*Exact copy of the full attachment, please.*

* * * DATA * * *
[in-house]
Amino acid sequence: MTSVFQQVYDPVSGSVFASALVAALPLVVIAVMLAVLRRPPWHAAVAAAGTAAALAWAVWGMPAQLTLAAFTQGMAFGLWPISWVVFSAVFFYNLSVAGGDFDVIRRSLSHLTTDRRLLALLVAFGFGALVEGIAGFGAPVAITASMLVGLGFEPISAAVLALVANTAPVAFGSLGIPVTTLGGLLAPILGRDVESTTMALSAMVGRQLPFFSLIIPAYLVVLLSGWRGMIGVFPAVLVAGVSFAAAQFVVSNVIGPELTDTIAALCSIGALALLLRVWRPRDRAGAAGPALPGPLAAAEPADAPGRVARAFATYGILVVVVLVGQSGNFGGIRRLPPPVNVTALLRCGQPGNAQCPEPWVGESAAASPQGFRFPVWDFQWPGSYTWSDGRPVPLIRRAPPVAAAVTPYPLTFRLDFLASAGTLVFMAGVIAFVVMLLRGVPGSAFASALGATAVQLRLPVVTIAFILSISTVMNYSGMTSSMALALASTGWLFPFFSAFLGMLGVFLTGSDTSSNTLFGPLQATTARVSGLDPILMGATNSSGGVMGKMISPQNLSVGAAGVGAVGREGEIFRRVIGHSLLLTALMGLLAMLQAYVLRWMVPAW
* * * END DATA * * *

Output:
[in-house]
Amino acid sequence: MTSVFQQVYDPVSGSVFASALVAALPLVVIAVMLAVLRRPPWHAAVAAAGTAAALAWAVWGMPAQLTLAAFTQGMAFGLWPISWVVFSAVFFYNLSVAGGDFDVIRRSLSHLTTDRRLLALLVAFGFGALVEGIAGFGAPVAITASMLVGLGFEPISAAVLALVANTAPVAFGSLGIPVTTLGGLLAPILGRDVESTTMALSAMVGRQLPFFSLIIPAYLVVLLSGWRGMIGVFPAVLVAGVSFAAAQFVVSNVIGPELTDTIAALCSIGALALLLRVWRPRDRAGAAGPALPGPLAAAEPADAPGRVARAFATYGILVVVVLVGQSGNFGGIRRLPPPVNVTALLRCGQPGNAQCPEPWVGESAAASPQGFRFPVWDFQWPGSYTWSDGRPVPLIRRAPPVAAAVTPYPLTFRLDFLASAGTLVFMAGVIAFVVMLLRGVPGSAFASALGATAVQLRLPVVTIAFILSISTVMNYSGMTSSMALALASTGWLFPFFSAFLGMLGVFLTGSDTSSNTLFGPLQATTARVSGLDPILMGATNSSGGVMGKMISPQNLSVGAAGVGAVGREGEIFRRVIGHSLLLTALMGLLAMLQAYVLRWMVPAW